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and sugar if the disease doo not forbid it, or of good Gascoyne wyne, to them that be leane with sugar, or whyte mamulsyes of Madera, a myas of good ale, a cawdell, or alebury, although afore in the generall dyete I have not touched it.

“ Now for your meates, they will be best at x or xi a clock if

you can fast so long: if not take some small refection before you go into the bath, or not long after you come out, if you enter not into your bed nor receyve any medicine.

“ Your houre of supper shal be about sixe of the clocke: but after I would have you to use no meate that night, nor yet drinke, if you can abstayne.

“To the sickly small exercyse will serve by reason of feeblenesse not able to suffer pantynge, neyther verily so violent for them shall bee requysite. But if their strength will sustayne it, an exercyse convenient for theyr callinge shal bee used.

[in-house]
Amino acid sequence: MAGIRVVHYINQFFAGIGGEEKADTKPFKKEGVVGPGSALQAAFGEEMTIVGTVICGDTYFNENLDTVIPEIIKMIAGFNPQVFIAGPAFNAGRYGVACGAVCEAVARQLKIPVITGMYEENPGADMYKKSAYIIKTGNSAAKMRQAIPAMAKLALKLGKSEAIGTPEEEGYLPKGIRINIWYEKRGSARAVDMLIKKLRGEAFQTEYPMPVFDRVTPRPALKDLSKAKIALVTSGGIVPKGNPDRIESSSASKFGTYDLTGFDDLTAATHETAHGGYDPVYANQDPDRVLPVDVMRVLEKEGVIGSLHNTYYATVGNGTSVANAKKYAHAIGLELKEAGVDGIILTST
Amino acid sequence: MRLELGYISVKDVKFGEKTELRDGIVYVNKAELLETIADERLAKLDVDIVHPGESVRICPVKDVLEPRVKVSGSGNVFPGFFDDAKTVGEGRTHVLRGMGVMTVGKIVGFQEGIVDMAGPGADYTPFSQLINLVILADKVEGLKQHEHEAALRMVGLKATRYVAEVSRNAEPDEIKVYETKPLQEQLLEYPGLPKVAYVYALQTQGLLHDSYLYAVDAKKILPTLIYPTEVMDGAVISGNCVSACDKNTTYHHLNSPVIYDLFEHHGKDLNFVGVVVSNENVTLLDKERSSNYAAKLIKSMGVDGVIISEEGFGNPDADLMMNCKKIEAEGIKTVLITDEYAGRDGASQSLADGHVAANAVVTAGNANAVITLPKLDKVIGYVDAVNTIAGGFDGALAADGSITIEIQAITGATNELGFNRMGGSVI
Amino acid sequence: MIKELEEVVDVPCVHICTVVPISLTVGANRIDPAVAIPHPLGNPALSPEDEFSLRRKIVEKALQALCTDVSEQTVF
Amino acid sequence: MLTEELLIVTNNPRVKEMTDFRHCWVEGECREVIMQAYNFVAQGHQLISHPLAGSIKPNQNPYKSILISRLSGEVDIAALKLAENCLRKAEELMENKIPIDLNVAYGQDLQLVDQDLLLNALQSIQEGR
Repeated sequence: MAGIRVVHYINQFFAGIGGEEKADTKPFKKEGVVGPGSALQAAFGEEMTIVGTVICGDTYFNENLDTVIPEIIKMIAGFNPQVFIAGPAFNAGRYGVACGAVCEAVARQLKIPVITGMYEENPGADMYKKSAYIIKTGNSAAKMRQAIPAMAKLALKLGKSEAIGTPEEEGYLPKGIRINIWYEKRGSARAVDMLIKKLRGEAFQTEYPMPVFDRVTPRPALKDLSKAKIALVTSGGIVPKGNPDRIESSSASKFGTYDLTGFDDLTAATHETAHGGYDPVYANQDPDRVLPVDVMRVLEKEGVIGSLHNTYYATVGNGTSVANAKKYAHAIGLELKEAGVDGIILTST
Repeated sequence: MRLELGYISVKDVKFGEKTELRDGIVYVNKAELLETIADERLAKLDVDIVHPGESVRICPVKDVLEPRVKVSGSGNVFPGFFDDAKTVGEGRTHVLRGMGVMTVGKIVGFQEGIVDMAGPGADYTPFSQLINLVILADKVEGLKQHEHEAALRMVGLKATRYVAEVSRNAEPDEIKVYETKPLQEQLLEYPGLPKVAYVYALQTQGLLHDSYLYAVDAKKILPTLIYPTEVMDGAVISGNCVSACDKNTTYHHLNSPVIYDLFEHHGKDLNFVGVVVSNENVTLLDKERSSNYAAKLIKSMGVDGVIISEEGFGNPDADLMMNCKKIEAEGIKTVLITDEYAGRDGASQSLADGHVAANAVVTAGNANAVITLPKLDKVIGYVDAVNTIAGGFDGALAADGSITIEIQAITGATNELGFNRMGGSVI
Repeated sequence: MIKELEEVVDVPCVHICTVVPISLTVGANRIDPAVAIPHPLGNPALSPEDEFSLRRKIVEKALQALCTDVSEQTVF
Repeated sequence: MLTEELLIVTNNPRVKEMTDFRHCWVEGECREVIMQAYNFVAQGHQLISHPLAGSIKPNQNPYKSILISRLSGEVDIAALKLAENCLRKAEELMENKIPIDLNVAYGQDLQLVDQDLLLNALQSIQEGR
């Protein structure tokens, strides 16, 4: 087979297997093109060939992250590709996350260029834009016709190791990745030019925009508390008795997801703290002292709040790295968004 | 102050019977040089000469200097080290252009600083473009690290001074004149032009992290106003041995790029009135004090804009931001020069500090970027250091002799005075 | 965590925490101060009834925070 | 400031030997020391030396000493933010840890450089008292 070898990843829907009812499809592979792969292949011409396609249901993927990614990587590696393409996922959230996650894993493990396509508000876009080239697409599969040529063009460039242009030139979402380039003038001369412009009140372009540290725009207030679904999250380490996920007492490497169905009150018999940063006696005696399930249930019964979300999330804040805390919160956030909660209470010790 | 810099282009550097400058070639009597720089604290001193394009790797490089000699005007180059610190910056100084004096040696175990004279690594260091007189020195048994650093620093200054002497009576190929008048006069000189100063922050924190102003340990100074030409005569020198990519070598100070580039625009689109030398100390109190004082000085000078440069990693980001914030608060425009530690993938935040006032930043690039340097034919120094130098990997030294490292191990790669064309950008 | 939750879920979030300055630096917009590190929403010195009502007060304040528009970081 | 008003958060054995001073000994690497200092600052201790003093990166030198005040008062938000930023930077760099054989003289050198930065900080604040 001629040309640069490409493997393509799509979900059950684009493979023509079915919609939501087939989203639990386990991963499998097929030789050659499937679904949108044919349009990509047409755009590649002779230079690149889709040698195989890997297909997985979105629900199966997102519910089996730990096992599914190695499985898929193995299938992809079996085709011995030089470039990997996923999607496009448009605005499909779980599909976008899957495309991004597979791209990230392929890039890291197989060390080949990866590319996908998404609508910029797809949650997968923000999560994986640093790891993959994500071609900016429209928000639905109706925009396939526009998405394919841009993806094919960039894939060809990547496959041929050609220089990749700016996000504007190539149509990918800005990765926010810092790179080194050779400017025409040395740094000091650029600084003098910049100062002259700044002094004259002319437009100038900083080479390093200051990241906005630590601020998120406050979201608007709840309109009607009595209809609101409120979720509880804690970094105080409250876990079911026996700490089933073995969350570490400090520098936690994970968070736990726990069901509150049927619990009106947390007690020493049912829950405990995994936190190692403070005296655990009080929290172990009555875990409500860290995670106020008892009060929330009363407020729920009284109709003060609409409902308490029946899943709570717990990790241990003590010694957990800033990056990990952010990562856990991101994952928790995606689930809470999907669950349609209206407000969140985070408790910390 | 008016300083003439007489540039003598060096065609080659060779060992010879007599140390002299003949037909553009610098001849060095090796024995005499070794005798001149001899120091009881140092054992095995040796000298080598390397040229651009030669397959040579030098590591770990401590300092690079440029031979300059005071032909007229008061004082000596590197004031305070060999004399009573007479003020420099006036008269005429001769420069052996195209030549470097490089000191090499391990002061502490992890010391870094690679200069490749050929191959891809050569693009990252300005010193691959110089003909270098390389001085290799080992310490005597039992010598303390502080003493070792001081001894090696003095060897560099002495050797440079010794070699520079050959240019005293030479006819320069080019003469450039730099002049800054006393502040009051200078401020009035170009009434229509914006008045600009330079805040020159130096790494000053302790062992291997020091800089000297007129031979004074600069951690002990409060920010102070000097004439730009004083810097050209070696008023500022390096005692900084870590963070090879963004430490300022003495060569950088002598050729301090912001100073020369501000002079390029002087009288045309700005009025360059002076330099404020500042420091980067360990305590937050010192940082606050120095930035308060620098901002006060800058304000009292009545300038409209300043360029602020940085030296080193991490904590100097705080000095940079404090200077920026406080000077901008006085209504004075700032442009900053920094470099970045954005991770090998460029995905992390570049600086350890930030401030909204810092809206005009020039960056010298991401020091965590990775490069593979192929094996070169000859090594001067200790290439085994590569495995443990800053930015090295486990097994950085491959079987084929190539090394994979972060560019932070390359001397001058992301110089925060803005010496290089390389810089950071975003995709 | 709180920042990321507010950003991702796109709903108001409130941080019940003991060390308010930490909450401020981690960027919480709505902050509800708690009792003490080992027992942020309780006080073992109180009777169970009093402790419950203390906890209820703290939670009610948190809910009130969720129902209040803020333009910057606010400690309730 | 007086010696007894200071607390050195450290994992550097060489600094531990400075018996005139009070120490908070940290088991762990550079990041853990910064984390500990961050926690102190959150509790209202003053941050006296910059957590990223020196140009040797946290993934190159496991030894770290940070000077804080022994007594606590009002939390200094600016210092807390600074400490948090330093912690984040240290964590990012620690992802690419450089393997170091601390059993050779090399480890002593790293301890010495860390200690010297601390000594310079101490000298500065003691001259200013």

“The ladyes, gentle women, wyues and maydes, maye in one of the galleries walke: and if the weather bee not aggreeable too theire expectacion they may have in the ende of a benche, eleven holes made, intog the which to trowle pummetes, or bowles of leade, bigge, little, or meane, or also of copper, tynne, woode, eyther vyolent or softe after their owne discretion. The pastyme Troule in Madame is termed.

“ Before you enter the bath, tary two or three dayes, as well for resting of you, after your long travayle as also to acquaint you with the ayer, using some melody, the which thing Æsculapius worthily appointed, saith Galen, & indeed it refresseth the wit, encreaseth strength, and mulancholy it putteth to fighte.


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“ In the bath you may tary ii or iii houres, if you please, & in especiall if the cause, sicknesse, or greefe requyre, and the body fit for it.”

After giving a variety of prescriptions, the author speaks of the necessary time for “ Tariance at Buckstone" as follows.